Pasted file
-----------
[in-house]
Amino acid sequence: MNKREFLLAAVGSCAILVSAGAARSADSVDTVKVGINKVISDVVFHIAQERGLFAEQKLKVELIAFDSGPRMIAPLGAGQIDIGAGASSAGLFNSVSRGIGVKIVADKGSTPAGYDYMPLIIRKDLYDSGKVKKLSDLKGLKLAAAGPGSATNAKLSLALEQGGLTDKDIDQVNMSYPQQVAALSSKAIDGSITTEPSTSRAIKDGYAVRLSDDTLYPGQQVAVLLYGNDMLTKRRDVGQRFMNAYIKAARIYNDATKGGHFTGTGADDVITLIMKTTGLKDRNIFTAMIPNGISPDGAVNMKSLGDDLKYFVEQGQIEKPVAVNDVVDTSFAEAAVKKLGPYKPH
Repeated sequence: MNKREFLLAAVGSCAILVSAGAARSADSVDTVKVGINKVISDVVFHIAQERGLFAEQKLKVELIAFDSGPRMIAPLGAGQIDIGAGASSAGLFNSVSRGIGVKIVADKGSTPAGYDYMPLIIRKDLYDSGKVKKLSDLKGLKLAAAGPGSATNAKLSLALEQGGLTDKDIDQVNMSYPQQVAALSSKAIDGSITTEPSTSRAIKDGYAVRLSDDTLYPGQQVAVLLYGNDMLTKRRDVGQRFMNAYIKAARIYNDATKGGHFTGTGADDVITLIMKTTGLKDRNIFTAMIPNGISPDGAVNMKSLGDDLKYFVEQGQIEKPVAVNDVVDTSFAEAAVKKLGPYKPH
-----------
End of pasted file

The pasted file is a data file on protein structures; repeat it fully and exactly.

[in-house]
Amino acid sequence: MNKREFLLAAVGSCAILVSAGAARSADSVDTVKVGINKVISDVVFHIAQERGLFAEQKLKVELIAFDSGPRMIAPLGAGQIDIGAGASSAGLFNSVSRGIGVKIVADKGSTPAGYDYMPLIIRKDLYDSGKVKKLSDLKGLKLAAAGPGSATNAKLSLALEQGGLTDKDIDQVNMSYPQQVAALSSKAIDGSITTEPSTSRAIKDGYAVRLSDDTLYPGQQVAVLLYGNDMLTKRRDVGQRFMNAYIKAARIYNDATKGGHFTGTGADDVITLIMKTTGLKDRNIFTAMIPNGISPDGAVNMKSLGDDLKYFVEQGQIEKPVAVNDVVDTSFAEAAVKKLGPYKPH
Repeated sequence: MNKREFLLAAVGSCAILVSAGAARSADSVDTVKVGINKVISDVVFHIAQERGLFAEQKLKVELIAFDSGPRMIAPLGAGQIDIGAGASSAGLFNSVSRGIGVKIVADKGSTPAGYDYMPLIIRKDLYDSGKVKKLSDLKGLKLAAAGPGSATNAKLSLALEQGGLTDKDIDQVNMSYPQQVAALSSKAIDGSITTEPSTSRAIKDGYAVRLSDDTLYPGQQVAVLLYGNDMLTKRRDVGQRFMNAYIKAARIYNDATKGGHFTGTGADDVITLIMKTTGLKDRNIFTAMIPNGISPDGAVNMKSLGDDLKYFVEQGQIEKPVAVNDVVDTSFAEAAVKKLGPYKPH